Thursday, 1 February 2018

A review of Let the Aisles Proclaim

My book, as reviewed by Areca Books last year. 

Let the Aisles Proclaim can be ordered from the Areca Books and Gerakbudaya bookshops in Pitt Street, George Town, Penang or directly from The Old Frees' Association in Northam Road, Penang.
Product Description
Let the Aisles Proclaim commemorates the once-in-a-lifetime Bicentenary celebrations of the Penang Free School (PFS). The title was taken from one of the most recognisable lines of the PFS Rally, which was composed in time for the Sesquicentenary celebrations in 1966.
“More than being a chronological documentation of the history of Penang Free School, Let the Aisles Proclaim pays fitting tribute to the men and women who have passed through the portal of the Penang Free School and the institutions that are closely connected to the School itself. Let the Aisles Proclaim is also about the School’s long traditions and proud heritage, and bears testimony to our competitive spirit. We take inspiration from the successes of Old Frees and apply them to the Frees of the present. This book, therefore, commemorates our once-in-a-lifetime Bicentenary celebrations. Penang Free School has thriven through 200 years and we, the members of Society who have passed and will pass through the School, are confident that she will still progress through the next 100 years.” ― Dato’ Haji Abdul Rafique bin Abdul Karim, the Chairman of both the Penang Free School Board of Governors and Bicentenary Committee    ​
In the last 100 years or so, there had been various attempts by Penang Free School to document her long and rich past. While these early attempts did provide brief accounts of the Free School’s progress and achievements since its establishment in 1816, the finer details of the School were often overlooked in the effort to compress the rich history into a form concise enough to be appropriate as an overview. As a result, many of the historical details were lost or forgotten with the passage of time.When the Bicentenary Committee first decided on a long-term literary project to chart a more comprehensive history of the oldest English school in South East Asia, as a commemoration of Penang Free School’s 200th anniversary in 2016, the onerous task fell on the book’s author, Mr. Quah Seng Sun, to dig deeply into the past and take a fresh look at the School’s long history. Let the Aisles Proclaim, the story of the first 200 years of the Penang Free School, is the culmination of at least an 18-month work. The author’s love for his Alma Mater shows in the efforts that he had put into this diligent research. Although this is probably the most ambitious essay ever written to date about Penang Free School, the complete history can still never be told fully. But for the Old Frees of either gender, the present generation of Free School pupils, the local historians and heritage conservationists and any reader with a more than casual interest in the school’s history, this tome represents the new point of reference for all future works.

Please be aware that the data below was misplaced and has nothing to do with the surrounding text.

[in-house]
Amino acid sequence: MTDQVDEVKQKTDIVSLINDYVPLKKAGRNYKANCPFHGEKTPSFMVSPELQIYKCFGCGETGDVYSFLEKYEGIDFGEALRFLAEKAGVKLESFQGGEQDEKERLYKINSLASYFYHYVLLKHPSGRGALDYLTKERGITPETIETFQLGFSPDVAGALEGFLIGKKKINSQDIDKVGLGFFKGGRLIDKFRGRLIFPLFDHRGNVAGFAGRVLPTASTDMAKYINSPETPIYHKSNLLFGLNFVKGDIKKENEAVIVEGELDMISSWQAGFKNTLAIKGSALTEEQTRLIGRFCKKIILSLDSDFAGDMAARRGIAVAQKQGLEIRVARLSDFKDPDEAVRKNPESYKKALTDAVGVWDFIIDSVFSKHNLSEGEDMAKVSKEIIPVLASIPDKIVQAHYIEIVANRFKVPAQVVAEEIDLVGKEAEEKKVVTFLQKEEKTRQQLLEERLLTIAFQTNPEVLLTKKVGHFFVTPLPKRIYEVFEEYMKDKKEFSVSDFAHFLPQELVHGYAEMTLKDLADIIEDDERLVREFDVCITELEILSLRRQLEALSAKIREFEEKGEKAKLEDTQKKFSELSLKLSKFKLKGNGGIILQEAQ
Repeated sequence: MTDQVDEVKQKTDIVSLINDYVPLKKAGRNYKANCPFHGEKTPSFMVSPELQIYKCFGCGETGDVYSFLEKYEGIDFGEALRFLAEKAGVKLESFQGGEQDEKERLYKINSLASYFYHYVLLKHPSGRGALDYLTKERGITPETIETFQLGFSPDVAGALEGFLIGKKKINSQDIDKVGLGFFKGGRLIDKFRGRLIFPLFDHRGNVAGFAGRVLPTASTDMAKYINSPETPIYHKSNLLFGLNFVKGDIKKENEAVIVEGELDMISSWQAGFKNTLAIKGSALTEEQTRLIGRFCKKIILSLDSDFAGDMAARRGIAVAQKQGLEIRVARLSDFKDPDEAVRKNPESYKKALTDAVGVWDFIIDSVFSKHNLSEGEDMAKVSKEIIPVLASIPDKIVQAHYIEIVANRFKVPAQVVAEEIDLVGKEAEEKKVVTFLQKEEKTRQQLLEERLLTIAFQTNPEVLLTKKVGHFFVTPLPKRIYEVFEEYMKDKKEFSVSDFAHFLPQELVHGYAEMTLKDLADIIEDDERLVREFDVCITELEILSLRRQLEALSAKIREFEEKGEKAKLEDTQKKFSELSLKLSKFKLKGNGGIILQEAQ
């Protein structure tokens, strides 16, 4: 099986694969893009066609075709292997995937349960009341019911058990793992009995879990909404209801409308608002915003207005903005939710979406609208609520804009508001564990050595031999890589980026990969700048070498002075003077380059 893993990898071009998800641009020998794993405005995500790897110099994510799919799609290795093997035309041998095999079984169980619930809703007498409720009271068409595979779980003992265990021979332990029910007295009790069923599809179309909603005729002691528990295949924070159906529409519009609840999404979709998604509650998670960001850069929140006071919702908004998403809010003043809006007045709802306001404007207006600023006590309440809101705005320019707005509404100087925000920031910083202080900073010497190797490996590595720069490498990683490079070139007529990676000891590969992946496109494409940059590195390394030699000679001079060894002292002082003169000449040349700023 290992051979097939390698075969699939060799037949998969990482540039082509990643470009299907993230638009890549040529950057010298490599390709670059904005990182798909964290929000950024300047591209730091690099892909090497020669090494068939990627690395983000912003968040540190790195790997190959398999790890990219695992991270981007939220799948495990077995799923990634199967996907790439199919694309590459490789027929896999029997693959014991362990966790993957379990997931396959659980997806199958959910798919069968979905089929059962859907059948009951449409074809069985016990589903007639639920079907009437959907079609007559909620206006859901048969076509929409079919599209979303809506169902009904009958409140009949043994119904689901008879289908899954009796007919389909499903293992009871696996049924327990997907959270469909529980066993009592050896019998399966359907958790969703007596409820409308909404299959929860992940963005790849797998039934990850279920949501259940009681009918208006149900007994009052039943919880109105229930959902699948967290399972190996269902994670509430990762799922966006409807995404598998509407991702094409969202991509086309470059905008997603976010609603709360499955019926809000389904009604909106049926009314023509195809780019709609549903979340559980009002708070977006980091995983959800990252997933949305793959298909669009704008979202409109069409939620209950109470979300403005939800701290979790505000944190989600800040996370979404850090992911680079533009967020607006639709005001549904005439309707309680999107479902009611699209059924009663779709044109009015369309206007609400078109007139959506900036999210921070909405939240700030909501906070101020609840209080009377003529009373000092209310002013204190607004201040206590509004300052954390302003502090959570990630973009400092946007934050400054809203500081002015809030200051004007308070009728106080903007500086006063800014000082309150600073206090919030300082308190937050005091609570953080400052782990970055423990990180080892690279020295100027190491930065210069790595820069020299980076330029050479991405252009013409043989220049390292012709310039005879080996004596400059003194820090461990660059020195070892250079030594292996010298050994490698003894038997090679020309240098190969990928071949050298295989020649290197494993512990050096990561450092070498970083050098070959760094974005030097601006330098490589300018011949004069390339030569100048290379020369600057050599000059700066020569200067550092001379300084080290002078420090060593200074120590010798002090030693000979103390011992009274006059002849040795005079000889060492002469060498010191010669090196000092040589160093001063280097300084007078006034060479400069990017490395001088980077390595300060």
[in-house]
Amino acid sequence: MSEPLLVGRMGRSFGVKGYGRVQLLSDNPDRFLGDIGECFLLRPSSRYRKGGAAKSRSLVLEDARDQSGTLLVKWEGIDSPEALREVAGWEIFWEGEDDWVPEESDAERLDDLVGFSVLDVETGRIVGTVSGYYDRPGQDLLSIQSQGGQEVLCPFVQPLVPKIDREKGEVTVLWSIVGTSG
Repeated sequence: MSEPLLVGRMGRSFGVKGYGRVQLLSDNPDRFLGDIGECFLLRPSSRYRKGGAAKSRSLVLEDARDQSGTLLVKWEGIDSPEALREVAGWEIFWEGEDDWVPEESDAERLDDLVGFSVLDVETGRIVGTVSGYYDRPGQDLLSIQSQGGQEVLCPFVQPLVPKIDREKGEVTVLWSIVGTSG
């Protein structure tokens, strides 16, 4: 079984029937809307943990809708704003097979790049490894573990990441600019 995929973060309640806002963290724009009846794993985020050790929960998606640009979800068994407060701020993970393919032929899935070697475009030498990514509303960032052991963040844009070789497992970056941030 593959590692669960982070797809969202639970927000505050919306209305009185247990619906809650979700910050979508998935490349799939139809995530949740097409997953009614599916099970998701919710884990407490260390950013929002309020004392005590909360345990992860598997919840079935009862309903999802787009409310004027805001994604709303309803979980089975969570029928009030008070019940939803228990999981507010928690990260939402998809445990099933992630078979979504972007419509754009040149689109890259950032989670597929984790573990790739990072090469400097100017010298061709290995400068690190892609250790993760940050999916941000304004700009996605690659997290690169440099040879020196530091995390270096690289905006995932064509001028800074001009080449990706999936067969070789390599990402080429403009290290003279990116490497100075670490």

About the author: Quah Seng Sun studied at Penang Free School from 1966 to 1972. After a short spell as a newspaper journalist in his home state, which sparked his life-long interest in writing, he worked in the banking industry for 24 years and then in an Internet-based recruitment company. After his retirement, he returned to his passion of freelance writing.